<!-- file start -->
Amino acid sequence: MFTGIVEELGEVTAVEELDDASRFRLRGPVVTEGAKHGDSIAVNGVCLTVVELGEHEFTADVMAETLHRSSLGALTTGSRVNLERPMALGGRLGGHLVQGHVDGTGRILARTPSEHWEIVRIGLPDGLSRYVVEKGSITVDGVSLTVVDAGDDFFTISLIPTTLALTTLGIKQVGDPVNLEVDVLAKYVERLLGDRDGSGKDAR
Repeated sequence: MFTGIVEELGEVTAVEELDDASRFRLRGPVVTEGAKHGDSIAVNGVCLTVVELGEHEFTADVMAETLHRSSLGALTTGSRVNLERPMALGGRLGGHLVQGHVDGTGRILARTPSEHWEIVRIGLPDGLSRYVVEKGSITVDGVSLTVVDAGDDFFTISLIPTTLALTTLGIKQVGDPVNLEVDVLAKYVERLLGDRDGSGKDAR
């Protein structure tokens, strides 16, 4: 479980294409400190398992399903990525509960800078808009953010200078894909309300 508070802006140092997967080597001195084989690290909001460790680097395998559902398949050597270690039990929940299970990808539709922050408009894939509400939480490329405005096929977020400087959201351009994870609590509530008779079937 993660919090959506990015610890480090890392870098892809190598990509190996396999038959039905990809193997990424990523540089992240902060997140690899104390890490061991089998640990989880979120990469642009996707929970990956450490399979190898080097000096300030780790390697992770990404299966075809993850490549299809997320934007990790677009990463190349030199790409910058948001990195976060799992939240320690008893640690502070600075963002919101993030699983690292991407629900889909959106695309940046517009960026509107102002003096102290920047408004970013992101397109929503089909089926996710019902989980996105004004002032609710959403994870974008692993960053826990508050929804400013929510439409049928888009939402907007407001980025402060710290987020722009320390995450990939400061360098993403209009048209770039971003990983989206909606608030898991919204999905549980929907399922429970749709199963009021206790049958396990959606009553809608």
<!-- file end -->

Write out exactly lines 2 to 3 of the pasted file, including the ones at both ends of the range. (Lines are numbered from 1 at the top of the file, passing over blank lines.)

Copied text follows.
Repeated sequence: MFTGIVEELGEVTAVEELDDASRFRLRGPVVTEGAKHGDSIAVNGVCLTVVELGEHEFTADVMAETLHRSSLGALTTGSRVNLERPMALGGRLGGHLVQGHVDGTGRILARTPSEHWEIVRIGLPDGLSRYVVEKGSITVDGVSLTVVDAGDDFFTISLIPTTLALTTLGIKQVGDPVNLEVDVLAKYVERLLGDRDGSGKDAR
């Protein structure tokens, strides 16, 4: 479980294409400190398992399903990525509960800078808009953010200078894909309300 508070802006140092997967080597001195084989690290909001460790680097395998559902398949050597270690039990929940299970990808539709922050408009894939509400939480490329405005096929977020400087959201351009994870609590509530008779079937 993660919090959506990015610890480090890392870098892809190598990509190996396999038959039905990809193997990424990523540089992240902060997140690899104390890490061991089998640990989880979120990469642009996707929970990956450490399979190898080097000096300030780790390697992770990404299966075809993850490549299809997320934007990790677009990463190349030199790409910058948001990195976060799992939240320690008893640690502070600075963002919101993030699983690292991407629900889909959106695309940046517009960026509107102002003096102290920047408004970013992101397109929503089909089926996710019902989980996105004004002032609710959403994870974008692993960053826990508050929804400013929510439409049928888009939402907007407001980025402060710290987020722009320390995450990939400061360098993403209009048209770039971003990983989206909606608030898991919204999905549980929907399922429970749709199963009021206790049958396990959606009553809608």